Bartender School

In the late 1990’s I enrolled in bartender school with like ten of my friends. None of us were planning on becoming bartenders, it just seemed like a cool summer job or part-time job during college.

I was a horrendous bartender. During the handful of gigs I took at clubs and bars, my signature greeting to patrons was “Shot or beer?” Because that’s all I was doing. To this day I only drink on the rocks. I don’t know how to make a good anything. Never actually learned.

But I did learn one thing at bartender school that stuck with me. There are two things a professional bartender never discusses with patrons: Politics and religion.

The way the bartender sensei running the class explained it, there’s no upside. Even if the customer agrees with 95% of your political or religious opinions, the 5% is enough to enrage them. Off topic, but he smoked a thousand cigarettes while teaching each two hour class and I remember something about his pet snake I think? Like, he was constantly referring to his snake and feeding it and whatnot. Who has a snake?*

Watching a high profile Twitter user I respect a lot announce that he’s quitting the service recently, I was thinking about the bartender’s rule and how much easier it would make all of our lives if we conducted ourselves as if. Maybe not all the time, but most of the time.

It’s unrealistic to expect universal agreement on the topics of politics or religion on the internet. Even if we go out of our way to interact only with people we believe to be rational, reasonable, intelligent and constructive. You eventually discover the 5% of things you disagree on and then the rage takes over. Maybe you become enraged and react poorly. Or maybe you enrage enough other people that your mentions column turns toxic. It’s inevitable.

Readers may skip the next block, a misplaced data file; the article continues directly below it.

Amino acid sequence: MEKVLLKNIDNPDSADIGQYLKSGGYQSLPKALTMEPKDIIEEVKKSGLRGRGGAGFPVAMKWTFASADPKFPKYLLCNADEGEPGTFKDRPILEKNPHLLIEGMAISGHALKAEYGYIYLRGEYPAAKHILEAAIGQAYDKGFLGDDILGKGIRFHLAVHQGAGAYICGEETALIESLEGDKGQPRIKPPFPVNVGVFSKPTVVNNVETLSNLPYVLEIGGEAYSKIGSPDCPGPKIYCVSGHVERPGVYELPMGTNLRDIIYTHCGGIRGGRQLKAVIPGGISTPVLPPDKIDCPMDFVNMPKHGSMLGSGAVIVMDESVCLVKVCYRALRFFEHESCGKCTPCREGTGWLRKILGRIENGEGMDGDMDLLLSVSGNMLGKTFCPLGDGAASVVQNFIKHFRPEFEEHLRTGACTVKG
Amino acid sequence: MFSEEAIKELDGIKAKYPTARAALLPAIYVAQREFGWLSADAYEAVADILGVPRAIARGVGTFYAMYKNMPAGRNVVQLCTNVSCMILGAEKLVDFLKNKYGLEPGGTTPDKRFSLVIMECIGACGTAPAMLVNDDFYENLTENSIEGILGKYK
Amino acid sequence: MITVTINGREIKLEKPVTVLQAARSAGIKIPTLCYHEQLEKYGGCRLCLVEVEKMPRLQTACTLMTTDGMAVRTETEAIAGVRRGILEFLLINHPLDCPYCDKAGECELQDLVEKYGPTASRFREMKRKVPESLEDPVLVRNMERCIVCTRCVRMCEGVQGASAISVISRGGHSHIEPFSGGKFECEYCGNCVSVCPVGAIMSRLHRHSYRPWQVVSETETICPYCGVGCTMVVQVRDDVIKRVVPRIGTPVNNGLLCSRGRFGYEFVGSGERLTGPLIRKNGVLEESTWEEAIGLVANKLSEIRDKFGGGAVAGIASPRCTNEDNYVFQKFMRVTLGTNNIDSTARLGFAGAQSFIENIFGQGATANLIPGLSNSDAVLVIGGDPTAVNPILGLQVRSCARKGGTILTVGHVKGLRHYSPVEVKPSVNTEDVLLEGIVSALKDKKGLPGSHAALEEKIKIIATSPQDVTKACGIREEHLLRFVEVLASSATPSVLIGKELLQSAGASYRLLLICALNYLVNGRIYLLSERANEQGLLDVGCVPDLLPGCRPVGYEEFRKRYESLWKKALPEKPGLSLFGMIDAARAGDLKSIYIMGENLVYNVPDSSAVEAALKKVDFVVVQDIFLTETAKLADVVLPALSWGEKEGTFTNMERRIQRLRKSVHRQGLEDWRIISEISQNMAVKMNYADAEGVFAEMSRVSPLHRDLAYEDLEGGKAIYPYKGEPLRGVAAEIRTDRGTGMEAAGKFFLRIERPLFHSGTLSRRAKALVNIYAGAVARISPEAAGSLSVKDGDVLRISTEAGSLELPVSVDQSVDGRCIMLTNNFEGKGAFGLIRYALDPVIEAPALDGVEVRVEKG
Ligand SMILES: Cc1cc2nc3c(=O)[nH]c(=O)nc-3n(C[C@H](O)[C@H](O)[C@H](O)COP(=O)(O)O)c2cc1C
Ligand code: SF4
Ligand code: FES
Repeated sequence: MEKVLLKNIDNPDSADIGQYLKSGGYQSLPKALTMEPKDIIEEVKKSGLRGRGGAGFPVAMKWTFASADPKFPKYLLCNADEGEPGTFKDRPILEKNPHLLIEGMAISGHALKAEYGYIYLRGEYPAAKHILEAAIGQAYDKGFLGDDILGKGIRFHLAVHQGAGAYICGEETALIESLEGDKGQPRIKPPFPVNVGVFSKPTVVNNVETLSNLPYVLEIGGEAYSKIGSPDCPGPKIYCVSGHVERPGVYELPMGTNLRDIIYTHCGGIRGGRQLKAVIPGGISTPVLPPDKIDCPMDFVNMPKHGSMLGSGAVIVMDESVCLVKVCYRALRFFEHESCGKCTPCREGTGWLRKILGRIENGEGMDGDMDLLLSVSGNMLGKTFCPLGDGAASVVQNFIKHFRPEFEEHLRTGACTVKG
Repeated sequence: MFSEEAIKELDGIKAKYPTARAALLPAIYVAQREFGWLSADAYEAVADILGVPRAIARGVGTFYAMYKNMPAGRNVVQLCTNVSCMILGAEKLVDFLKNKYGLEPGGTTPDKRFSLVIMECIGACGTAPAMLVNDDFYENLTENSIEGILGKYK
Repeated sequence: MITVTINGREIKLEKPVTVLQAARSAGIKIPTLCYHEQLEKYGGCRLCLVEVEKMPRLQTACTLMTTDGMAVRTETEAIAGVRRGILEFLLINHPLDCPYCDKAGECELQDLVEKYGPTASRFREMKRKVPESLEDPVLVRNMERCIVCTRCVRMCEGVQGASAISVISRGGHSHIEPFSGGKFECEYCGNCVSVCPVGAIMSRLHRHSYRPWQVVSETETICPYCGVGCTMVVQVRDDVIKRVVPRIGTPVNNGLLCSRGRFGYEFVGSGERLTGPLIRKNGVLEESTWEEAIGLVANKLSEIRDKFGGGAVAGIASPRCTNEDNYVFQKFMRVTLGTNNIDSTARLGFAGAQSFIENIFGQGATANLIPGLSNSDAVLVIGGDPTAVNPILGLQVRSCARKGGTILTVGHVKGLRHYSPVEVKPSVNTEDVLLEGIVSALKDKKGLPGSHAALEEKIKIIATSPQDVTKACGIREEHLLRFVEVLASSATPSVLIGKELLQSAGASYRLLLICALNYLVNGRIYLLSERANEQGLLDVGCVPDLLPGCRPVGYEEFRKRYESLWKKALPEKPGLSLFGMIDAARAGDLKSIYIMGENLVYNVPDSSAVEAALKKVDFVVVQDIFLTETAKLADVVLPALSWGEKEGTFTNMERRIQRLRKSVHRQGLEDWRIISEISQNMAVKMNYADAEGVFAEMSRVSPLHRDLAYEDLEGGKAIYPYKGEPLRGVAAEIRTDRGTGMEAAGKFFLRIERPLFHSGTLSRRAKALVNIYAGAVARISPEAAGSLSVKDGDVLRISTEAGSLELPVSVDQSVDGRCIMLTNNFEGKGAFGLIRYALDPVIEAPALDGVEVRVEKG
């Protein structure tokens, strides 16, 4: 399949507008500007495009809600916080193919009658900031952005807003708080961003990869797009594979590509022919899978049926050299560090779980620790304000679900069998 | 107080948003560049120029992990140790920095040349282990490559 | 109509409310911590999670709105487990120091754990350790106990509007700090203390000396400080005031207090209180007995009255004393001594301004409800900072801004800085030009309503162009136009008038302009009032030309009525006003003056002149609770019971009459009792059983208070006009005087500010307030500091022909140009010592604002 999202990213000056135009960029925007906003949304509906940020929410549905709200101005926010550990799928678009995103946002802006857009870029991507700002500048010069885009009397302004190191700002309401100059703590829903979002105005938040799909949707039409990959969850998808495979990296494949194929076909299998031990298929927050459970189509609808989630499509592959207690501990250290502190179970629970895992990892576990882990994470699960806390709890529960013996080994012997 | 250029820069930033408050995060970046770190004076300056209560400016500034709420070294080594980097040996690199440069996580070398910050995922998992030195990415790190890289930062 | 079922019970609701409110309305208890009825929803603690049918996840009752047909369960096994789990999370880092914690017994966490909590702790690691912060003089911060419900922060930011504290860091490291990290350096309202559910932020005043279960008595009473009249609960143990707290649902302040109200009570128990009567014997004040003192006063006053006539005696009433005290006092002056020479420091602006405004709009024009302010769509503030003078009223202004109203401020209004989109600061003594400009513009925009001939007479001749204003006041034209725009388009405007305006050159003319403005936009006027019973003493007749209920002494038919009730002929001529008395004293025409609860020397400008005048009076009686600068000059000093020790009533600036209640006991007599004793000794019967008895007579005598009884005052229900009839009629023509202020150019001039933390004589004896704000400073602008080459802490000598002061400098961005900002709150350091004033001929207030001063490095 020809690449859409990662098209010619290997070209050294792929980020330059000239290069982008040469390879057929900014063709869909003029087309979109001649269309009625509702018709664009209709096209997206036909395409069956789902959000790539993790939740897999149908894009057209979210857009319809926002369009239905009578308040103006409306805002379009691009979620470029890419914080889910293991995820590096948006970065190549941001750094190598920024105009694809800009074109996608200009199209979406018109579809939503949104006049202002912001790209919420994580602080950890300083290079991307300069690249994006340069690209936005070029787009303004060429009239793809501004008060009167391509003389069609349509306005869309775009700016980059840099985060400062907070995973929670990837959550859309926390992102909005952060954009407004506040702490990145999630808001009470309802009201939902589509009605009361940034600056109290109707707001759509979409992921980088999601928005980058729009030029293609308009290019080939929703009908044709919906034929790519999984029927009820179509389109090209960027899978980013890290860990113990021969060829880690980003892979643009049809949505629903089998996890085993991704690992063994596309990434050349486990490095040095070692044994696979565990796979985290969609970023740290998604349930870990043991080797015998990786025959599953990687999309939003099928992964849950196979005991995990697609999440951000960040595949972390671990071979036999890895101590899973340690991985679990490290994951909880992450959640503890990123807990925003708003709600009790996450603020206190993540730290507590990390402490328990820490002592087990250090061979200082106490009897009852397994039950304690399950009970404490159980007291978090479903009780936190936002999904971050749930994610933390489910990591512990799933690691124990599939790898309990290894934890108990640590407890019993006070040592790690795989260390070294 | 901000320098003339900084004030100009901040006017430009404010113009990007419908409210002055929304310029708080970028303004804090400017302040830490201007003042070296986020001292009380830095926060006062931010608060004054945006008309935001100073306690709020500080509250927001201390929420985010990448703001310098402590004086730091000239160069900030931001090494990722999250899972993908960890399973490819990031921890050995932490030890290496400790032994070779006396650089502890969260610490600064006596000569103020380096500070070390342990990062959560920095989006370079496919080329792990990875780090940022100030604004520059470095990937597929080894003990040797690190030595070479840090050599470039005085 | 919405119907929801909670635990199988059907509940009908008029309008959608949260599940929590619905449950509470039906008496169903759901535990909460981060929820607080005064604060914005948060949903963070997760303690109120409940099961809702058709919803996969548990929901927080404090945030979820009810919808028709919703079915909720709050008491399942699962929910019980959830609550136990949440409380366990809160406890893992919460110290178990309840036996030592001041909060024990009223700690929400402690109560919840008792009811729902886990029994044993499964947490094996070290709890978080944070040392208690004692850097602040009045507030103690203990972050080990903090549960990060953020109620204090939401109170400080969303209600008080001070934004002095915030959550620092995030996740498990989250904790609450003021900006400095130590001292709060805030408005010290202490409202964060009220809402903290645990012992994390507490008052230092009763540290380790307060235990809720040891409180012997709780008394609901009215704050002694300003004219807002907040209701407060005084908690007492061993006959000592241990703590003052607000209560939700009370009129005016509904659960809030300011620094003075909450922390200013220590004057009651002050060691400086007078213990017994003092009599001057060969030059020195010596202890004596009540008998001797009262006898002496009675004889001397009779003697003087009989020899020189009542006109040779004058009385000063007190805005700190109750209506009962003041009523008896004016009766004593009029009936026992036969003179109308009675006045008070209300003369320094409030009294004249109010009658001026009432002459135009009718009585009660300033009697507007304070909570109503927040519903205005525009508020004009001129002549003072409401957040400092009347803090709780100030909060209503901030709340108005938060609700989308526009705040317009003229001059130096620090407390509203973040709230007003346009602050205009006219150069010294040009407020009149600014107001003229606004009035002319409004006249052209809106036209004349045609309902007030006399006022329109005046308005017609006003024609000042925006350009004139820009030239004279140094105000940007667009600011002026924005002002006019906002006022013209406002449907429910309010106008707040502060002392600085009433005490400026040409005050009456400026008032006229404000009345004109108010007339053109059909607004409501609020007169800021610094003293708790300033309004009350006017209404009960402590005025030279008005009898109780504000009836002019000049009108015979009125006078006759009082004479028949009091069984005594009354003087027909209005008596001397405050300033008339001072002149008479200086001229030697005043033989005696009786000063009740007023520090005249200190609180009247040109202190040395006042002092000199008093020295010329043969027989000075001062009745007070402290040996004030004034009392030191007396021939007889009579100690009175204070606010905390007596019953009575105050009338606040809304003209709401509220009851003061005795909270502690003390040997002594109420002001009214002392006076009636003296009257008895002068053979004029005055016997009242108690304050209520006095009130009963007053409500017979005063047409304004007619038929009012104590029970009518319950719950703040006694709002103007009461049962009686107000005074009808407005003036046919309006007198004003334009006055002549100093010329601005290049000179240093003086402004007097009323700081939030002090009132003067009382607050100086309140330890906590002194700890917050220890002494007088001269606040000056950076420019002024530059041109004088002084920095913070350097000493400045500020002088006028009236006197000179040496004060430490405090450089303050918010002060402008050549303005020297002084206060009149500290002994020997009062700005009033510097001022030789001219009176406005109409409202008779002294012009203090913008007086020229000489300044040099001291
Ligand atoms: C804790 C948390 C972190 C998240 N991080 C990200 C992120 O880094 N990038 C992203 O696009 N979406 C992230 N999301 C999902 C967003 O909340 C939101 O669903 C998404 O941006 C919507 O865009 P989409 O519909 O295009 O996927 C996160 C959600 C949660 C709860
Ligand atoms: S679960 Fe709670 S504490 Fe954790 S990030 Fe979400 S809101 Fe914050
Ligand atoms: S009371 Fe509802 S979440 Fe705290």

And what was the point? Are things going so well in any of our lives that we need to look for trouble deliberately? Does anyone ever actually win an argument that’s based on opinions? On a social media site? No one wins. No one changes their mind because of a Twitter exchange or a hashtag war.

So if we know we’re not winning any converts, and that the most likely result of debating these topics is winning new enemies for ourselves, why bother?

Now, there are political figures and religious scholars and journalists and even standup comics whose job it is to talk about this stuff publicly. Is that you? Probably not.

One added benefit of adopting the bartender’s rule is that when there really is something that you feel absolutely compelled to speak out about, it carries more weight. “I rarely comment on things like this, but I just have to say…” Make it count.

Bartenders have views about politics. They have views about religion, and race and all sorts of other topics that are bound to produce heated arguments. If they feel the need to share and discuss these views, it’s not in a room full of 30 people they barely know. Nobody’s leaving tips for that. Nobody appreciates it, even the likeminded.

*apologies to the snake people. Good luck with whatever is going on with you.